I also do some producing, writing and cowriting songs, playing bass on different artists’ and songwriters’ demos and records, and, this year, making sure I get to the airport on time. I love producing because I love seeing the artist’s vision through. I’m not always playing on the records I’m producing, I just really enjoy it. I love being able to have an objective perspective during the recording process. I look at music production as taking a sonic photograph of where an artist and their music is in that place and time.
In my career, I’m finding that I’m really in love with the process. It’s never really the beginning or the end of any project, and that’s as fulfilling as the daily grind, which is something you come to love at Blair, where you’re very busy with rehearsals as well as academic work. If you don’t love the process, then it will be a tough road.
You mentioned the business etiquette you learned at Blair. So, do you feel that Blair prepared you for what you’re doing now?
Yes. My work ethic that I received from Blair, as well as the high level of performance that’s expected by all of the faculty, has made it possible for me to make a living as a musician since I graduated.
What have you learned along the way that has been most important to you in maintaining motivation and a successful music career?
“Must be present to win.” You have to show up every day. The life of any creative professional is a difficult one. It’s not consistent in quantity of work or financially, so that large commitment really requires you to be present and self-aware.
Also, you’ve got to be comfortable with rejection. For every big gig I’ve had, there have been 10 great gigs that I came close to and, for whatever reason, didn’t get the call.
What is your favorite memory of Blair?
A master class with (bassist) Edgar Meyer. Also, our first Blair Big Band concert — actually, all of the big band concerts — but the first one really made me feel like there was a community at Blair of real, genuine people who work really hard to make good music.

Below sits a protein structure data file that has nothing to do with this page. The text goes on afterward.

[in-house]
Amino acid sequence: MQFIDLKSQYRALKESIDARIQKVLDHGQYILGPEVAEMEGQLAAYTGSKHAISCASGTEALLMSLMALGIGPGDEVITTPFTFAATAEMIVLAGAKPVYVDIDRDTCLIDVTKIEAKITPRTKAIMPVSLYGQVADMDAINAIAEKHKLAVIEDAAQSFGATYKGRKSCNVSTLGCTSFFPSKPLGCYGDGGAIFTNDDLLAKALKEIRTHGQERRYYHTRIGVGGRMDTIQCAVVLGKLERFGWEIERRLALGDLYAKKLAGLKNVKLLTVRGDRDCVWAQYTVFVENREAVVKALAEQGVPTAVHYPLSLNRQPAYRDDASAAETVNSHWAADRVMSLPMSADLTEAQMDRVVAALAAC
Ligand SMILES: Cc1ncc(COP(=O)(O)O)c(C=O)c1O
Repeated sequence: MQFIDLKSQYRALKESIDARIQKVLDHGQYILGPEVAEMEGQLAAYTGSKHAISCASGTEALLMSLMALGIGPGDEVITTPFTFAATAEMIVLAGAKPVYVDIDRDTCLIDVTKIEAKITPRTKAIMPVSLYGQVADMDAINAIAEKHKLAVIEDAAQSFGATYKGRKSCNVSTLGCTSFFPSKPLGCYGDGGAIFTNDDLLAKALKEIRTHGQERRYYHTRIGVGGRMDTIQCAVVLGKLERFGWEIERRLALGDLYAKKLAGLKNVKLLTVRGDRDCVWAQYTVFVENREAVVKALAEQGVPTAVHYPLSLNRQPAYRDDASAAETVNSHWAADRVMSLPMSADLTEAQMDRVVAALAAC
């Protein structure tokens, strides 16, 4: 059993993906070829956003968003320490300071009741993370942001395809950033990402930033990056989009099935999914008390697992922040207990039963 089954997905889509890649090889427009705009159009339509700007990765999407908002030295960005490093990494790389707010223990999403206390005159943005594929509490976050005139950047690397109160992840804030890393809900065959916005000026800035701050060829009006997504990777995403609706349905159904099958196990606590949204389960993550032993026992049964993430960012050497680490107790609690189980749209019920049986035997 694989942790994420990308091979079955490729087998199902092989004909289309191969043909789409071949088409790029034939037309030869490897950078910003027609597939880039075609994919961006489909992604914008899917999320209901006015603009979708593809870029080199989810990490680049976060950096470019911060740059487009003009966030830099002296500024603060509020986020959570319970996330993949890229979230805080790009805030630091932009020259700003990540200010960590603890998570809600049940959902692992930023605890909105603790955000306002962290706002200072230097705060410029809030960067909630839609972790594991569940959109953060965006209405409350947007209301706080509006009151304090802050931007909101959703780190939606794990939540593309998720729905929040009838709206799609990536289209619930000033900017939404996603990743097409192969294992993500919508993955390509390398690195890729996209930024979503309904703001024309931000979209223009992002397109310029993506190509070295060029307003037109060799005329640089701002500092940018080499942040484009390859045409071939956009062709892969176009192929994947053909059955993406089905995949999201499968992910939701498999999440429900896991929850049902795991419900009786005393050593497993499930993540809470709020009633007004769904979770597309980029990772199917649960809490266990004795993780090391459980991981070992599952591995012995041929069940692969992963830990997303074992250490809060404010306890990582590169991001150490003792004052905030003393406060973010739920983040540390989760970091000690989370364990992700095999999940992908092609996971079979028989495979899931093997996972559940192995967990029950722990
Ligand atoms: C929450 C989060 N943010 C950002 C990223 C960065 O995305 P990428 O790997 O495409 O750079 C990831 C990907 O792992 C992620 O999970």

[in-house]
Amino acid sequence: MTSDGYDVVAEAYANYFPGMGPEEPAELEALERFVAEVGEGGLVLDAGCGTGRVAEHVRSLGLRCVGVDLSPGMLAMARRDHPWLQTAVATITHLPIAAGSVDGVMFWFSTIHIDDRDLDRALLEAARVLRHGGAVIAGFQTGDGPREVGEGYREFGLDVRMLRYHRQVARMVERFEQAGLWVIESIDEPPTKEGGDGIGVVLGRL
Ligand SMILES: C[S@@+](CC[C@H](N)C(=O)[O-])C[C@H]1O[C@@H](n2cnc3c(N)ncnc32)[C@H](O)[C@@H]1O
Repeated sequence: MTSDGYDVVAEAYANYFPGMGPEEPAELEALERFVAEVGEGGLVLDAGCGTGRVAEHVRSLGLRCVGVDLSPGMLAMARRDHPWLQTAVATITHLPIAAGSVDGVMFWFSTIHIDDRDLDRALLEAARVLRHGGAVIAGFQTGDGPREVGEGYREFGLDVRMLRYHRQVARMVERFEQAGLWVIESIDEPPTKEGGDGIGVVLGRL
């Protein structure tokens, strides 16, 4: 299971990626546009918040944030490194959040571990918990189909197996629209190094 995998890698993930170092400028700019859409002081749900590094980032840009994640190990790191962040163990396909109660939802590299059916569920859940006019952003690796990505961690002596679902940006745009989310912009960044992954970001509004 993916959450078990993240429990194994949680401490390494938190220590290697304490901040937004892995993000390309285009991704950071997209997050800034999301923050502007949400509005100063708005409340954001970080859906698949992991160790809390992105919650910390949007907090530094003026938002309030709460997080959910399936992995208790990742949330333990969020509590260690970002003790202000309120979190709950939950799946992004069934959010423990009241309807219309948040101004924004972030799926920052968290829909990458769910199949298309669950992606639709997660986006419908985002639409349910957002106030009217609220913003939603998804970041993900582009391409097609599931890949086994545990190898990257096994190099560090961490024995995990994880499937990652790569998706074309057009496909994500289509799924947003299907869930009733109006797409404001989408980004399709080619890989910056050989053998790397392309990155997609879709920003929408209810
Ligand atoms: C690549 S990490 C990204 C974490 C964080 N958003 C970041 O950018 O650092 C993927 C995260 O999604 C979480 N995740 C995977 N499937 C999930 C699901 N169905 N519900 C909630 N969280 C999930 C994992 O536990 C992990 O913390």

So far, any favorite memories or experiences from your life as a professional musician?
With Emmylou Harris and Rodney Crowell. We had a gig in Melbourne, Australia. It was a magical old theater and we really gelled. Also, I am in a movie called I Saw the Light — it’s about Hank Williams. I started out recording the soundtrack for the film, met the director and got cast as Lum York, the bass player in Hank Williams’ band, The Drifting Cowboys.
How cool! We’ll have to be sure to see the movie! Well, being this busy, you must have a regular coffee spot in Nashville. Do you?
Yes! Portland Brew!
And of course, there are lots of fantastic music venues in Nashville. What was yours as a student and now?
The Nashville Jazz Workshop.
Last but not least, what advice do you have for students interested in being music majors and going on to follow their passion? How about for bass students specifically?
Be a nice person. Be someone you would want to hang out with. Show up on time. There are opportunities in front of you. Don’t feel like you have to go seek out big opportunities to be involved in the music industry. Chances are, there are opportunities all around you, whether it be a professor or someone you’ve met in Nashville.